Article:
The duties of Competent Authorities are principally laid out in Part IV - Section 43Opens in New window to Section 48 of the Regulations, although other parts also apply, so these sections should not be taken out of context.

A ‘Competent Authority’ is the authority with the power or duty to determine whether or not a proposal can proceed. The Competent Authority must consider the possible impacts of plans/projects/policy for European Natura 2000 (N2K) features before planning the methodology for the project/proposal.

A Habitats Regulations Assessment (HRA) is a tool developed by the European Commission to help Competent Authorities carry out assessment to ensure that a Project, Plan or Proposal will not have an adverse effect on the integrity of any Natura 2000 site.

The competent authority is responsible for carrying out the HRA (formerly known as an  Article 6 Assessment) to assess any possible impacts on N2K (SAC/SPA) features.  Where several Public Bodies, with different roles and expertise, are involved in a plan or project, it can be decided between them which organisation takes the lead role in coordinating the assessment.

If you are a Competent Authority, you are required to consult NIEA with regard to your HRA.  The competent authority has to take into account any representations made by NIEA in arriving at a decision - it is up to the Competent Authority, as the authorising body, whether or not they decide to take the Department's advice. However, if the works were later to be found to cause any adverse impact to the designated features, the Competent Authority would be held responsible.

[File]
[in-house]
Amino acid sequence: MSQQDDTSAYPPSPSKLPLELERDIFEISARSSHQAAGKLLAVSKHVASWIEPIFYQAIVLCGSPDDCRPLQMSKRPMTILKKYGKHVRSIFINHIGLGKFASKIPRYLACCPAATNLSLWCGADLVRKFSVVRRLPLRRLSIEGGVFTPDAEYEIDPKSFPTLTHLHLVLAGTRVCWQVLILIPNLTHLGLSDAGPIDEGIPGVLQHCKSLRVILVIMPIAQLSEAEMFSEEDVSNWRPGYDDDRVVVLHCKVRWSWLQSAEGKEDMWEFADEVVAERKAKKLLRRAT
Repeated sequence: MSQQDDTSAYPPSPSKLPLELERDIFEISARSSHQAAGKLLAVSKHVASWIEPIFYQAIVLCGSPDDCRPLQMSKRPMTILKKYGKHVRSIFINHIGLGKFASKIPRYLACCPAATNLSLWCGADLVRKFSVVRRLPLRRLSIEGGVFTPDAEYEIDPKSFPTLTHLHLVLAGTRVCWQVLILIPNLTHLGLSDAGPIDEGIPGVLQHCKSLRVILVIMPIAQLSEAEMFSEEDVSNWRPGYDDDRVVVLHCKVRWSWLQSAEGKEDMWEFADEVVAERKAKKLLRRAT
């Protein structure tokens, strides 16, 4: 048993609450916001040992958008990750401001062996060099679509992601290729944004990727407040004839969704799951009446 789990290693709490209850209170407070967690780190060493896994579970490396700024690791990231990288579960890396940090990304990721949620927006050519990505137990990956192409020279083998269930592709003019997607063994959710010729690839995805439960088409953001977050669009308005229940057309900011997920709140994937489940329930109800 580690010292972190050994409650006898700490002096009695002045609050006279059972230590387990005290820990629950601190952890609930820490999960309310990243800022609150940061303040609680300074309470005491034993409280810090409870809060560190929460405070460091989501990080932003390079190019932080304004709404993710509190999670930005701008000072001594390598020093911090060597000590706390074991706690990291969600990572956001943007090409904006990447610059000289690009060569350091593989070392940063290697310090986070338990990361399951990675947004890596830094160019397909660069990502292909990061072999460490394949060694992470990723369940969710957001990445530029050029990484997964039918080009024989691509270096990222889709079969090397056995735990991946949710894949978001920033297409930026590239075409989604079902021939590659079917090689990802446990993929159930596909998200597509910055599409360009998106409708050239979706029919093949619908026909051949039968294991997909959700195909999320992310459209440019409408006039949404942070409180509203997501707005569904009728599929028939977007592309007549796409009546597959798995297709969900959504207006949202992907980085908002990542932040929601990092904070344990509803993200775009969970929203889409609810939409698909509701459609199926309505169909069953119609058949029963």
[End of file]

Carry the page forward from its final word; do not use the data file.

NIEA are represented in this matter by Natural Heritage Conservation Designations and Protection (CDP), who will deal with your consultation under the Assent process described above, provide any necessary advice and coordinate the NIEA response.  Click here for contact details for CDP.

CDP also assess any potential impacts to any additional ASSI features of the site or adjacent sites (i.e. those features not also designated as N2K features) under the Assent process described above

Click here for guidance on carrying out Habitats Regulations Assessments.